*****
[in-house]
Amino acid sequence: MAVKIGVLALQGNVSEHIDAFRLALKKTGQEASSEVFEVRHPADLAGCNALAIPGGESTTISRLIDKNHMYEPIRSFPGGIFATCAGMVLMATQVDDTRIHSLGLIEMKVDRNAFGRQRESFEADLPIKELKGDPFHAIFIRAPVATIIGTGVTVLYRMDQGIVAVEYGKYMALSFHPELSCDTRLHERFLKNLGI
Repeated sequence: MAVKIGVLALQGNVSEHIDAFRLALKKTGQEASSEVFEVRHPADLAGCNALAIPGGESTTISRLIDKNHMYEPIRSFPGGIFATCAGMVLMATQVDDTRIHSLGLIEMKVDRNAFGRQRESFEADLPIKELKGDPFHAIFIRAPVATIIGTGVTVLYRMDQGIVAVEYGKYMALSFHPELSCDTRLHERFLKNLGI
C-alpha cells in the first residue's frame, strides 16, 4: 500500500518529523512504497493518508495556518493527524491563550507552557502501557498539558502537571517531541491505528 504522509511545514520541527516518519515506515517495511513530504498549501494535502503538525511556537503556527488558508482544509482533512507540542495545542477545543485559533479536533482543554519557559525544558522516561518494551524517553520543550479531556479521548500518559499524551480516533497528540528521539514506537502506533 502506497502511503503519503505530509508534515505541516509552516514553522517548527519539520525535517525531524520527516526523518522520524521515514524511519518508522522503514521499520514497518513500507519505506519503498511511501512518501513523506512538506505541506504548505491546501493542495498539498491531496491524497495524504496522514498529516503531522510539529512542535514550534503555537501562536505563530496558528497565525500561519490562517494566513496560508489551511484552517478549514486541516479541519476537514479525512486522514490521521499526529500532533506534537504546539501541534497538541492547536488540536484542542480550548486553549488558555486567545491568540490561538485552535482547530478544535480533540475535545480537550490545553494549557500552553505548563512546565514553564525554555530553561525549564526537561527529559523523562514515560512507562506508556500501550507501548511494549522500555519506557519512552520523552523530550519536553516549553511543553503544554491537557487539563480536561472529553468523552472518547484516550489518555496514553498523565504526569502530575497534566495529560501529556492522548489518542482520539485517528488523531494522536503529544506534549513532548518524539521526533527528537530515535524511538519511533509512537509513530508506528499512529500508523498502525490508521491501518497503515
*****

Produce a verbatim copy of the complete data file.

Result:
[in-house]
Amino acid sequence: MAVKIGVLALQGNVSEHIDAFRLALKKTGQEASSEVFEVRHPADLAGCNALAIPGGESTTISRLIDKNHMYEPIRSFPGGIFATCAGMVLMATQVDDTRIHSLGLIEMKVDRNAFGRQRESFEADLPIKELKGDPFHAIFIRAPVATIIGTGVTVLYRMDQGIVAVEYGKYMALSFHPELSCDTRLHERFLKNLGI
Repeated sequence: MAVKIGVLALQGNVSEHIDAFRLALKKTGQEASSEVFEVRHPADLAGCNALAIPGGESTTISRLIDKNHMYEPIRSFPGGIFATCAGMVLMATQVDDTRIHSLGLIEMKVDRNAFGRQRESFEADLPIKELKGDPFHAIFIRAPVATIIGTGVTVLYRMDQGIVAVEYGKYMALSFHPELSCDTRLHERFLKNLGI
C-alpha cells in the first residue's frame, strides 16, 4: 500500500518529523512504497493518508495556518493527524491563550507552557502501557498539558502537571517531541491505528 504522509511545514520541527516518519515506515517495511513530504498549501494535502503538525511556537503556527488558508482544509482533512507540542495545542477545543485559533479536533482543554519557559525544558522516561518494551524517553520543550479531556479521548500518559499524551480516533497528540528521539514506537502506533 502506497502511503503519503505530509508534515505541516509552516514553522517548527519539520525535517525531524520527516526523518522520524521515514524511519518508522522503514521499520514497518513500507519505506519503498511511501512518501513523506512538506505541506504548505491546501493542495498539498491531496491524497495524504496522514498529516503531522510539529512542535514550534503555537501562536505563530496558528497565525500561519490562517494566513496560508489551511484552517478549514486541516479541519476537514479525512486522514490521521499526529500532533506534537504546539501541534497538541492547536488540536484542542480550548486553549488558555486567545491568540490561538485552535482547530478544535480533540475535545480537550490545553494549557500552553505548563512546565514553564525554555530553561525549564526537561527529559523523562514515560512507562506508556500501550507501548511494549522500555519506557519512552520523552523530550519536553516549553511543553503544554491537557487539563480536561472529553468523552472518547484516550489518555496514553498523565504526569502530575497534566495529560501529556492522548489518542482520539485517528488523531494522536503529544506534549513532548518524539521526533527528537530515535524511538519511533509512537509513530508506528499512529500508523498502525490508521491501518497503515